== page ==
It’s difficult to see him as a Prince Hal quite yet, but he would make a marvellous Ferdinand (The Tempest; here he is just as elegantly courting the Boyles’ daughter, Mary) or Henry Tudor, or one joxerof Ibsen’s or Strindberg’s younger leads. There is an earnestness and a decency which might prove a hindrance, but, as here, can be played on as an asset. He would make a delightful Lorenzo. But while a natural Antipholus, Orlando or Lucentio (The Comedy of Errors, Twelfth Night, The Taming of the Shrew), he perhaps needs, and deserves, further testing, and more taxing casting - as a Dromio, Feste or Petruchio. 

The shambolic Joxer played by Phil Reynolds makes a small point to Juno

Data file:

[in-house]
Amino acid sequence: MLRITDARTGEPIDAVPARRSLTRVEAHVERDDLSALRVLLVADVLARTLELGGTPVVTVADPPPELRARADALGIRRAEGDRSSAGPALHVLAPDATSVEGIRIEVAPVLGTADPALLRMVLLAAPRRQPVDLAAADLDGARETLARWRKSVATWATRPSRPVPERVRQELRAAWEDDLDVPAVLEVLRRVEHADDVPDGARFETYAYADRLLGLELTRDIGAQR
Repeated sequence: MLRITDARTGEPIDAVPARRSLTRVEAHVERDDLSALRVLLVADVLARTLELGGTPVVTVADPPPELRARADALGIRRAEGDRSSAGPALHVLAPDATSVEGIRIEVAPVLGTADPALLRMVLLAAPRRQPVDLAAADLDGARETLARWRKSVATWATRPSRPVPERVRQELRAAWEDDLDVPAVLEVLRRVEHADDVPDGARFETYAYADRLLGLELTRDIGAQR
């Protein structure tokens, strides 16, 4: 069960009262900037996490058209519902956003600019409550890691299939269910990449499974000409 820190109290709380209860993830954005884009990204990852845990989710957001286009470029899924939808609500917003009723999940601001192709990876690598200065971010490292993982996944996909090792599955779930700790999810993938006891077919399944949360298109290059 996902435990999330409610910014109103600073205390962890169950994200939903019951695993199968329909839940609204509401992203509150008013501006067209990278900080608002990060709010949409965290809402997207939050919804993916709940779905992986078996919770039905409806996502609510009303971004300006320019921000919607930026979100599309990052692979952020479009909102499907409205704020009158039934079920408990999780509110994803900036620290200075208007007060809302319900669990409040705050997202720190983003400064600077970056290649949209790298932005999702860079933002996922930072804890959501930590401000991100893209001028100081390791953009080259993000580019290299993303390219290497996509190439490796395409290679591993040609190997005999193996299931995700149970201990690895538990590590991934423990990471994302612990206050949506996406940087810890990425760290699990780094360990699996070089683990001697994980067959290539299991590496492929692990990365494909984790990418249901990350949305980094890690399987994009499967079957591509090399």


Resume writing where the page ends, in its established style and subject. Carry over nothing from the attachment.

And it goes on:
If the set was a treasure, somehow more durable and convincing and less cardboard , more subtly coloured than the rather bald Plough and the Stars, the ensemble’s first major set move or scene change was effected by the entire cast - exchanging dour Act 1 (though including a delightful stove) for the ludicrous ostentation of Act 2 (Richard Moore to thank for both) - in one of the most enjoyable pièces-de-resistance of its kind (together with the dissolution of the family meal table) I can remember from a recent amateur staging: more like The Swan at Stratford.  A treat to watch, it earned its own outburst of hearty applause from the audience, and justifiably so.

Three Sisters

One has seen this seasoned ensemble in play after play, and somehow everything gels: they play off one another like a team of true professionals. A fair amount of that was to be seen in their recent Three Sisters (Tri Sestri), a stagework (Moscow Arts Theatre, 1901) where one has to struggle against the glorious wordiness of Chekhov to keep things moving.